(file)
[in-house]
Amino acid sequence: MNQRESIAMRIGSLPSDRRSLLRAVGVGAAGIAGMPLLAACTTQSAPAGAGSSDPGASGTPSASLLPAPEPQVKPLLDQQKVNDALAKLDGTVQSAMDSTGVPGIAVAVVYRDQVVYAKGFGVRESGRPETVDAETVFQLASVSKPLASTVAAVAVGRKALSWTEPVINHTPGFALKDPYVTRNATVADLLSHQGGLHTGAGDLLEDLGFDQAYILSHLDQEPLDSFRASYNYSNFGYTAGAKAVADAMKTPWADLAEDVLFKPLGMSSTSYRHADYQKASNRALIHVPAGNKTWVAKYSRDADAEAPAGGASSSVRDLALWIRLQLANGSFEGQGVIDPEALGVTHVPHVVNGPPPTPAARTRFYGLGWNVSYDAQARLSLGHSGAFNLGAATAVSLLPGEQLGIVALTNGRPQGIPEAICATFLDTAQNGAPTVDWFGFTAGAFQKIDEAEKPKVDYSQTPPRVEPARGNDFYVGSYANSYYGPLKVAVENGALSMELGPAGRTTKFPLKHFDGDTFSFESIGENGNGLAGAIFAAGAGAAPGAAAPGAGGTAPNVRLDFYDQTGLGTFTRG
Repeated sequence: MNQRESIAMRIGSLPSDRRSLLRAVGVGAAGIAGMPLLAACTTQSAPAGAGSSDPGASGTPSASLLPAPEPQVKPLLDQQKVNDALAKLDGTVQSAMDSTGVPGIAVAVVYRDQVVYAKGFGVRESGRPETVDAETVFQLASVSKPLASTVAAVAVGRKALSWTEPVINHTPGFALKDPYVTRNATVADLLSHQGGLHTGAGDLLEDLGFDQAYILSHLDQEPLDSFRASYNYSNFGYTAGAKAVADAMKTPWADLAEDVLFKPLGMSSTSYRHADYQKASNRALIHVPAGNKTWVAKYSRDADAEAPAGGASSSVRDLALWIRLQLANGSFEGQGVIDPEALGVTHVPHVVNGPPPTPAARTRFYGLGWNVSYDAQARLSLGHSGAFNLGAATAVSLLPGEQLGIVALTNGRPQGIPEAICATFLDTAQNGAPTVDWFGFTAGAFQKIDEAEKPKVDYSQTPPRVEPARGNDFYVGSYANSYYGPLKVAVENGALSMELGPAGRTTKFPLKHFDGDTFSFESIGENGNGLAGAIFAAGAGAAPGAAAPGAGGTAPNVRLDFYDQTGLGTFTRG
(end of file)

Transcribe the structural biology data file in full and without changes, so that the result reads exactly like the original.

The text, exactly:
[in-house]
Amino acid sequence: MNQRESIAMRIGSLPSDRRSLLRAVGVGAAGIAGMPLLAACTTQSAPAGAGSSDPGASGTPSASLLPAPEPQVKPLLDQQKVNDALAKLDGTVQSAMDSTGVPGIAVAVVYRDQVVYAKGFGVRESGRPETVDAETVFQLASVSKPLASTVAAVAVGRKALSWTEPVINHTPGFALKDPYVTRNATVADLLSHQGGLHTGAGDLLEDLGFDQAYILSHLDQEPLDSFRASYNYSNFGYTAGAKAVADAMKTPWADLAEDVLFKPLGMSSTSYRHADYQKASNRALIHVPAGNKTWVAKYSRDADAEAPAGGASSSVRDLALWIRLQLANGSFEGQGVIDPEALGVTHVPHVVNGPPPTPAARTRFYGLGWNVSYDAQARLSLGHSGAFNLGAATAVSLLPGEQLGIVALTNGRPQGIPEAICATFLDTAQNGAPTVDWFGFTAGAFQKIDEAEKPKVDYSQTPPRVEPARGNDFYVGSYANSYYGPLKVAVENGALSMELGPAGRTTKFPLKHFDGDTFSFESIGENGNGLAGAIFAAGAGAAPGAAAPGAGGTAPNVRLDFYDQTGLGTFTRG
Repeated sequence: MNQRESIAMRIGSLPSDRRSLLRAVGVGAAGIAGMPLLAACTTQSAPAGAGSSDPGASGTPSASLLPAPEPQVKPLLDQQKVNDALAKLDGTVQSAMDSTGVPGIAVAVVYRDQVVYAKGFGVRESGRPETVDAETVFQLASVSKPLASTVAAVAVGRKALSWTEPVINHTPGFALKDPYVTRNATVADLLSHQGGLHTGAGDLLEDLGFDQAYILSHLDQEPLDSFRASYNYSNFGYTAGAKAVADAMKTPWADLAEDVLFKPLGMSSTSYRHADYQKASNRALIHVPAGNKTWVAKYSRDADAEAPAGGASSSVRDLALWIRLQLANGSFEGQGVIDPEALGVTHVPHVVNGPPPTPAARTRFYGLGWNVSYDAQARLSLGHSGAFNLGAATAVSLLPGEQLGIVALTNGRPQGIPEAICATFLDTAQNGAPTVDWFGFTAGAFQKIDEAEKPKVDYSQTPPRVEPARGNDFYVGSYANSYYGPLKVAVENGALSMELGPAGRTTKFPLKHFDGDTFSFESIGENGNGLAGAIFAAGAGAAPGAAAPGAGGTAPNVRLDFYDQTGLGTFTRG